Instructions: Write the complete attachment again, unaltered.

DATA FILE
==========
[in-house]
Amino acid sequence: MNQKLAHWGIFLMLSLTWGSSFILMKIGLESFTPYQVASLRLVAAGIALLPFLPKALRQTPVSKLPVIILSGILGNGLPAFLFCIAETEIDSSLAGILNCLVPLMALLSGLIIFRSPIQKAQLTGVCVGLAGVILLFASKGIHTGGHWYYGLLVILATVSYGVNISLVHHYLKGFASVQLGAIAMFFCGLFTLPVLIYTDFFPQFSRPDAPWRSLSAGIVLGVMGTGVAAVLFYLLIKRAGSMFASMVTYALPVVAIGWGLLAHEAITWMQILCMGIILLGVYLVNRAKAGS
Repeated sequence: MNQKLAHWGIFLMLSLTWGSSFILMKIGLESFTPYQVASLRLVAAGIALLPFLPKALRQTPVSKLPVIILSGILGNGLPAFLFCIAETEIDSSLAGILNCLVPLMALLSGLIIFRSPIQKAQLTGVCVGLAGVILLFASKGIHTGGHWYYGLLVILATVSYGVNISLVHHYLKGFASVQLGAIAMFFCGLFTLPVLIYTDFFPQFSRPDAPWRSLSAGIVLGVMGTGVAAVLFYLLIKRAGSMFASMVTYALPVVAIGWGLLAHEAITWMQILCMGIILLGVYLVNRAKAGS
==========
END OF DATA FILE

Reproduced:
[in-house]
Amino acid sequence: MNQKLAHWGIFLMLSLTWGSSFILMKIGLESFTPYQVASLRLVAAGIALLPFLPKALRQTPVSKLPVIILSGILGNGLPAFLFCIAETEIDSSLAGILNCLVPLMALLSGLIIFRSPIQKAQLTGVCVGLAGVILLFASKGIHTGGHWYYGLLVILATVSYGVNISLVHHYLKGFASVQLGAIAMFFCGLFTLPVLIYTDFFPQFSRPDAPWRSLSAGIVLGVMGTGVAAVLFYLLIKRAGSMFASMVTYALPVVAIGWGLLAHEAITWMQILCMGIILLGVYLVNRAKAGS
Repeated sequence: MNQKLAHWGIFLMLSLTWGSSFILMKIGLESFTPYQVASLRLVAAGIALLPFLPKALRQTPVSKLPVIILSGILGNGLPAFLFCIAETEIDSSLAGILNCLVPLMALLSGLIIFRSPIQKAQLTGVCVGLAGVILLFASKGIHTGGHWYYGLLVILATVSYGVNISLVHHYLKGFASVQLGAIAMFFCGLFTLPVLIYTDFFPQFSRPDAPWRSLSAGIVLGVMGTGVAAVLFYLLIKRAGSMFASMVTYALPVVAIGWGLLAHEAITWMQILCMGIILLGVYLVNRAKAGS